"I like being in the situation where I don't know if something is going to work," said Amir ElSaffar with a sheepish smile. "It is a special moment for me. And it is part of my diabolical side that I put others through this process."
ElSaffar will have another "special moment" Saturday night at the Walker Art Center. He will put 16 other top-notch musicians from around the globe — his Rivers of Sound Large Ensemble — through a tricky, difficult interplay involving brass, woodwinds, strings, keyboards and a wide range of percussion.
Rivers of Sound blends contemporary American jazz with the centuries-old music known as maqam, an endangered style once predominant throughout the Middle East and North Africa (its influence extended as far as southern Italy and parts of China). The fusion of these two distinct styles was essentially invented by ElSaffar, a 39-year old Chicago native with an Iraqi father and American mother.
The Walker performance won't be as daunting as Rivers of Sound's debut at Lincoln Center in New York in April 2015, where the band performed an 80-minute suite called "Not Two." Nor will it be as intense as recording the suite in a marathon 14-hour session the very next day.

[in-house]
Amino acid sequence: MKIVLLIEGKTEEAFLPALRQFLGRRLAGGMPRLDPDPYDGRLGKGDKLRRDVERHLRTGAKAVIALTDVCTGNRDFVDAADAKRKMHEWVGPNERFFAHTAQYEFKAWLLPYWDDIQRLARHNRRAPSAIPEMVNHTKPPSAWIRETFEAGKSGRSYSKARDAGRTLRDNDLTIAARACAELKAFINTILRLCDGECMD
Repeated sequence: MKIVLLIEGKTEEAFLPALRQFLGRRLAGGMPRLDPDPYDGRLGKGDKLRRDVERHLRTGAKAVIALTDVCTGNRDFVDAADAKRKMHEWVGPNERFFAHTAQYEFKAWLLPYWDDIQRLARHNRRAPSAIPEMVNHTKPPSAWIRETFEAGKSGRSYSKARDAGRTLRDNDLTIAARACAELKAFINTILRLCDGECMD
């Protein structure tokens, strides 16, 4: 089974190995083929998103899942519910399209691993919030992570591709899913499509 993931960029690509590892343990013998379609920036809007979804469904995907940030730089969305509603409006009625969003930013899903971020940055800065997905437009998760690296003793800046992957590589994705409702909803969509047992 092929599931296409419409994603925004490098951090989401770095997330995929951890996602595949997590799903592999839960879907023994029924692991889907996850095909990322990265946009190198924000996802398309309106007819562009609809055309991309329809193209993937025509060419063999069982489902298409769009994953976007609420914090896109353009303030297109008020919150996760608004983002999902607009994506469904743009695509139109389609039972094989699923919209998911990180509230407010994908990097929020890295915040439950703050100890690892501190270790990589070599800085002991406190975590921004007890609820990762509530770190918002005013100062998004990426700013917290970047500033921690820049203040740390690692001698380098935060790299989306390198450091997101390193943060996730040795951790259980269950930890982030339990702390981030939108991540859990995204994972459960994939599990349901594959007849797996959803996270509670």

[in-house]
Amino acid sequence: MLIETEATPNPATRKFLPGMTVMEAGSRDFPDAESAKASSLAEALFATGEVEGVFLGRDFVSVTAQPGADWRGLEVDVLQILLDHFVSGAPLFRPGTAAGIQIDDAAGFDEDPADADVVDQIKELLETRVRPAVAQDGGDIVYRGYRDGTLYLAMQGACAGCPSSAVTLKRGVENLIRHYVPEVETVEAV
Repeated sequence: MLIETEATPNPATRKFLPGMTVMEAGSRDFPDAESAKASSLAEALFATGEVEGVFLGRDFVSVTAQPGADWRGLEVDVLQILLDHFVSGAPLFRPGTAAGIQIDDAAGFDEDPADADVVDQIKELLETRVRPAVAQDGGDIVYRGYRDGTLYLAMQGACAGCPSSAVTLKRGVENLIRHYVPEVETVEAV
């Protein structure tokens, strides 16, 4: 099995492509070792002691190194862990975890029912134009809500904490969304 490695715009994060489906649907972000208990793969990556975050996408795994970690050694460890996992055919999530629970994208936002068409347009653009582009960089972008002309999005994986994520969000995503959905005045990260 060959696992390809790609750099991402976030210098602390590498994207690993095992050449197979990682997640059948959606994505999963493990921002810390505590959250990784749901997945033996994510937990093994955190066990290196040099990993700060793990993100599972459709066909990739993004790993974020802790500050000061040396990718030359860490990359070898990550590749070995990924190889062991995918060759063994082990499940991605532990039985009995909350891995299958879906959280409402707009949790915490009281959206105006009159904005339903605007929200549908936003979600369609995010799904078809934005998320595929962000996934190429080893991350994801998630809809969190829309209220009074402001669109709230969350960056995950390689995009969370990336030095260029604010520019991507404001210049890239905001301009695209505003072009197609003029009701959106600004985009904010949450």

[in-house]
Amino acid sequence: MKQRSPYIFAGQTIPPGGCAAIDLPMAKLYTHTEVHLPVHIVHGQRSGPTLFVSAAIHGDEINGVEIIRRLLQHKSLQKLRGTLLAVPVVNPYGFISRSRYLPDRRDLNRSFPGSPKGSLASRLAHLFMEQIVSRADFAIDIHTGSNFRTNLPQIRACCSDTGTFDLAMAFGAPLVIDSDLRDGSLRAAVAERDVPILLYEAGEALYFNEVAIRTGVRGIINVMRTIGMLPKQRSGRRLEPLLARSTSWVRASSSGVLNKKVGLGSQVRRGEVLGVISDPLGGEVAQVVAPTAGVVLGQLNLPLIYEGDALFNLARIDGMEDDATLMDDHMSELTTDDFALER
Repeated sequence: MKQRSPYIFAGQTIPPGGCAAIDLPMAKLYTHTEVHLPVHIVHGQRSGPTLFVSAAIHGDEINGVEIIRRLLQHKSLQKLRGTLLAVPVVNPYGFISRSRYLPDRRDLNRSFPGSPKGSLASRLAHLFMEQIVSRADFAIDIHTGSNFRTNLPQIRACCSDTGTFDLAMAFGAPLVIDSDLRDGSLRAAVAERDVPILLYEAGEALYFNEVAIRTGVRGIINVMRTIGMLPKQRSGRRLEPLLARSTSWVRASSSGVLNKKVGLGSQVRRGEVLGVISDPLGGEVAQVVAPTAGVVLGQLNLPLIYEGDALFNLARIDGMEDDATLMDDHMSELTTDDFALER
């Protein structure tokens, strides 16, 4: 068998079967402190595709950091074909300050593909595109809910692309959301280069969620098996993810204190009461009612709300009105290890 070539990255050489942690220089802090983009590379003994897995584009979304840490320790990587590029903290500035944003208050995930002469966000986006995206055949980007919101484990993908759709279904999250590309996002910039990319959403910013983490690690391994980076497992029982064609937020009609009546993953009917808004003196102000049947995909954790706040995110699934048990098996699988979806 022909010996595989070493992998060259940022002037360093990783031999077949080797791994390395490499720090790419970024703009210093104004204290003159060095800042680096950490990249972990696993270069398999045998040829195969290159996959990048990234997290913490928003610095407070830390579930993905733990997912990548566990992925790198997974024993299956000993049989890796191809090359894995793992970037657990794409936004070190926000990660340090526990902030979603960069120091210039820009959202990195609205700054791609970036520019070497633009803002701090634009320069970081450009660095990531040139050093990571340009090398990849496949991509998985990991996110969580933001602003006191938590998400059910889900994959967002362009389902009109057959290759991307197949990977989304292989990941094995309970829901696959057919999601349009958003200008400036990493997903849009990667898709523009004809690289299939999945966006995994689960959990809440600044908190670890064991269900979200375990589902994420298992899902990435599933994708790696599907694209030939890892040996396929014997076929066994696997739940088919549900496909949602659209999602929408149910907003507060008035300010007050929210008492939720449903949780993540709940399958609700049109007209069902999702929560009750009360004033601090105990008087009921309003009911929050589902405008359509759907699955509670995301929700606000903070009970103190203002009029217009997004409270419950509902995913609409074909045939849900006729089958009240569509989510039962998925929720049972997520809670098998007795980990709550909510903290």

But the number of times the group has been onstage remains in the single digits, owing to the cost and scheduling logistics of bringing together so many in-demand musicians from throughout the Middle East, Africa, Europe and the United States. (Ironically, the only original member who won't be present in Minneapolis is Golden Valley native Craig Taborn, replaced on piano by Cuban-born Aruan Ortiz.)
"It's an ensemble of virtuosos and the perfect kind of project for us," said Philip Bither, the Walker's senior curator of performing arts. "For me personally, I feel like the most exciting development in jazz over the last 10 or 20 years is its melding of world traditions, how ancient ways of music can affect a great American art form like jazz."
ElSaffar grew up singing in a Lutheran choir. He was in eighth grade when the Gulf War broke out, and soon found himself visiting his father's relatives in Iraq for the first time.
He embraced his mother's love of Bach and studied classical music as a trumpet player in college before enmeshing himself in Chicago's fertile jazz and blues scenes. He moved to New York around the turn of the century and was quickly established on the New York jazz scene, striking up a productive kinship with pianist Vijay Iyer and saxophonist Rudresh Mahanthappa. It so happened that the night before the attacks on Sept. 11, 2001, he performed with Arabic musicians for the first time. The experience left him feeling ecstatic.
Fearing world events would cut off access to this part of his heritage, he spent much of the next few years in Iraq and other parts of the Middle East, pursuing the region's masters of maqam. He learned to speak Arabic, vocalize with the appropriate inflections and intonations, and perform on the highly resonant stringed santur.